What do you use to eat with, and are there any rules, where you live?
No. This is not a poll, but a series of observations and experiences gleaned from travels around the world, and even around Sri Lanka
Japan is simply fabulous. A bucket-list place to see, if ever there was one. But how do you keep your chopsticks after you've eaten? Escargot in France... do you use the snail fork first? Or the tongs? When is it okay to put a knife of food in your mouth?
Throughout history, we have been finding ways of getting food off the plate into our mouths one way or another, and these methods have all been determined by one thing: what the predominant food in the region is.
They eat a lot of rice in Japan, yet eating with your fingers in Japan is something you would never see. The simple reason why: Sri Lanka is a temperate country. In parts of Japan your fingers will get badly burned if you attempt to eat with them during winter, because they serve their dishes hot. So the Japanese used chopsticks, which were probably an invention of the Chinese.
Never keep your chopsticks facing the person across the table from you. Mistakes learned the hard way!
For us, in Tabrobane, Serendip, Ceylon and now Sri Lanka, our predominant food has always been rice. The best way to eat rice is with one's fingers and even this method of eating has its own traditions and histories. One should never have grains of rice on one's palms, after a meal.
Another one is that it's considered taboo to eat rice with your left hand. There is a very substantial list of things you should know about when eating rice with your fingers!
Most of the world eats rice. From China, through to the Middle East all the way unto the Mediterranean belt. Rice conquered the world by traveling on The Silk Road, thousands of years ago. It's interesting to see how rice traveled from the East to the West, and breads traveled from the West to the East.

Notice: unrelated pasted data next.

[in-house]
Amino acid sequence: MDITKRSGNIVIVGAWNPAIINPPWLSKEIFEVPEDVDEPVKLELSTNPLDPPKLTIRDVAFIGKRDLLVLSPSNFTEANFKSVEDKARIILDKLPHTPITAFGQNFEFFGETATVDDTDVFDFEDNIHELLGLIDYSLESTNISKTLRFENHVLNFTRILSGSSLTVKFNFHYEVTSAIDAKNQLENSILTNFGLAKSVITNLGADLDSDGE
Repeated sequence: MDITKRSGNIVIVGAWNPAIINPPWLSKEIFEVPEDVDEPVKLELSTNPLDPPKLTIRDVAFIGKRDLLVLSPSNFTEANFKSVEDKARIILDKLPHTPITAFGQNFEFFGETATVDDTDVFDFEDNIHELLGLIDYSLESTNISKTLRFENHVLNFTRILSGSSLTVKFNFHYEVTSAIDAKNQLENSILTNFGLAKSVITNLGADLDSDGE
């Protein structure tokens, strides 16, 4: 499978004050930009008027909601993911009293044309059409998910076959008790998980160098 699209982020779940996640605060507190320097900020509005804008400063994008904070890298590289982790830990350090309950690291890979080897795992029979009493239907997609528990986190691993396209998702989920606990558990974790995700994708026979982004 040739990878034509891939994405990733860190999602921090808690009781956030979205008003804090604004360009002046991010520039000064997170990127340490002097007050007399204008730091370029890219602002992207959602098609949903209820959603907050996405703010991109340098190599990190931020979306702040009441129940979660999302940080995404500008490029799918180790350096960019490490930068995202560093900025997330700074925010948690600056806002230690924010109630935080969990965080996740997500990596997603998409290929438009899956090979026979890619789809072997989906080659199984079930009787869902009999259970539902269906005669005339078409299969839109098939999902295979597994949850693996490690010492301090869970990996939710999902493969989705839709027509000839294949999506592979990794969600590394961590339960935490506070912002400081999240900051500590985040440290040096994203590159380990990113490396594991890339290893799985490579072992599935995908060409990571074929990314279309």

Move to western food and before things like specialised cutlery raised their head, "inventions" ( not really sure if its the right word) such as pies, and pasties meant that some food types could be categorised as finger food. But then you had broths, gruels, porridges, stews and so on, that technically, you could dip bread in and eat if you were Oliver Twist, but meant that Mr. Brownlow was in trouble! The gentry had to have their stirling silver spoons. And they did. And cutlery made inroads through to the colonies. Suddenly, eating with your fingers was frowned upon.
Every little bit of the experience of enjoying a meal is fascinating. It's steeped in cultures and traditions the world over. Burp after a meal in UK and you'd be branded a lout. Don't burp after a meal in the Middle East and you'd be insulting your host. The list is endless so please, add your observations on the correct etiquette at the table from wherever you are in the comments section. It will make for an interesting read!
And the only time it's "ok" to put a knife in your mouth? When you've cut a mango, straight from the tree, and you're in a hurry to eat it.